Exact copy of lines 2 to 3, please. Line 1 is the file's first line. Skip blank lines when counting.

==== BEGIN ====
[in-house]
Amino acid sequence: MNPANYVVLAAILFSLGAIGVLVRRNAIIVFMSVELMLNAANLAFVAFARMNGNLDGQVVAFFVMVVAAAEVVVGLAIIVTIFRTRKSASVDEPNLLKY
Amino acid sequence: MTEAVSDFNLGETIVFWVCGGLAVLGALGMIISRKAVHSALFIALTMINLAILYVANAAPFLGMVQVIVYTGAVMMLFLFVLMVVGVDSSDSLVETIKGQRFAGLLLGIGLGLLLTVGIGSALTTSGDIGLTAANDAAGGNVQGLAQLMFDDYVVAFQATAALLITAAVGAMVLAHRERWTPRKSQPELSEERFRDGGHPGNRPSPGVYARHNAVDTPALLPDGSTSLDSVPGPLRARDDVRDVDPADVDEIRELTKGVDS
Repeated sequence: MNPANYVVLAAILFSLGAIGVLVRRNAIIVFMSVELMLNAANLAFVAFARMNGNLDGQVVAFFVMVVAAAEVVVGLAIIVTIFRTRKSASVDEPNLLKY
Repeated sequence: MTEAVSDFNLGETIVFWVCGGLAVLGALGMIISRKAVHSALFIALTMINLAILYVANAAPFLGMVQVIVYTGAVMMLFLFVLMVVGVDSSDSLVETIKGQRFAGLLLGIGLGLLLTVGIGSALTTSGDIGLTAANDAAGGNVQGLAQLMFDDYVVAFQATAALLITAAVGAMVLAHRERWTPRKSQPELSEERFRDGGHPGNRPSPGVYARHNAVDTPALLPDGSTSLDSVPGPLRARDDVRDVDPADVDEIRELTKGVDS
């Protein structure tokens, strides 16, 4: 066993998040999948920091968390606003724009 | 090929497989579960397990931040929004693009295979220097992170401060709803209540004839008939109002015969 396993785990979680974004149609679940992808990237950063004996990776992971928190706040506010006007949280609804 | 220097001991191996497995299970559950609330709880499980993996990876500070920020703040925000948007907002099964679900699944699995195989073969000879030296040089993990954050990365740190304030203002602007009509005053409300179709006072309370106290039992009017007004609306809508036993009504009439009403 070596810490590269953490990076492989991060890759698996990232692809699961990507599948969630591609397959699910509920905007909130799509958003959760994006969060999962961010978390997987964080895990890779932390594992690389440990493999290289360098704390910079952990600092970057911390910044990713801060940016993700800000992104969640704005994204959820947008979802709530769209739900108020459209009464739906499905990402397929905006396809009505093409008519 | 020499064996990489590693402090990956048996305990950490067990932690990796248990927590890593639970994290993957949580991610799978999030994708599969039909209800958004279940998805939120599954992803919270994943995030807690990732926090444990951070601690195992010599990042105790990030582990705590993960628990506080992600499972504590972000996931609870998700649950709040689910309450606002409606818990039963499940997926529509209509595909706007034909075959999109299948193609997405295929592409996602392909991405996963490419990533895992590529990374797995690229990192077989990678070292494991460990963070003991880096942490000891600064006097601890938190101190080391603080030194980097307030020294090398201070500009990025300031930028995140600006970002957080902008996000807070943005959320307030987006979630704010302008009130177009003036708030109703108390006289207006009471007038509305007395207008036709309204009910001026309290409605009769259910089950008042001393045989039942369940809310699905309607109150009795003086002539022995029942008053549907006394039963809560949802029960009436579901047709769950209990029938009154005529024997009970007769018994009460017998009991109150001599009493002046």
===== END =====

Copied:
Amino acid sequence: MNPANYVVLAAILFSLGAIGVLVRRNAIIVFMSVELMLNAANLAFVAFARMNGNLDGQVVAFFVMVVAAAEVVVGLAIIVTIFRTRKSASVDEPNLLKY
Amino acid sequence: MTEAVSDFNLGETIVFWVCGGLAVLGALGMIISRKAVHSALFIALTMINLAILYVANAAPFLGMVQVIVYTGAVMMLFLFVLMVVGVDSSDSLVETIKGQRFAGLLLGIGLGLLLTVGIGSALTTSGDIGLTAANDAAGGNVQGLAQLMFDDYVVAFQATAALLITAAVGAMVLAHRERWTPRKSQPELSEERFRDGGHPGNRPSPGVYARHNAVDTPALLPDGSTSLDSVPGPLRARDDVRDVDPADVDEIRELTKGVDS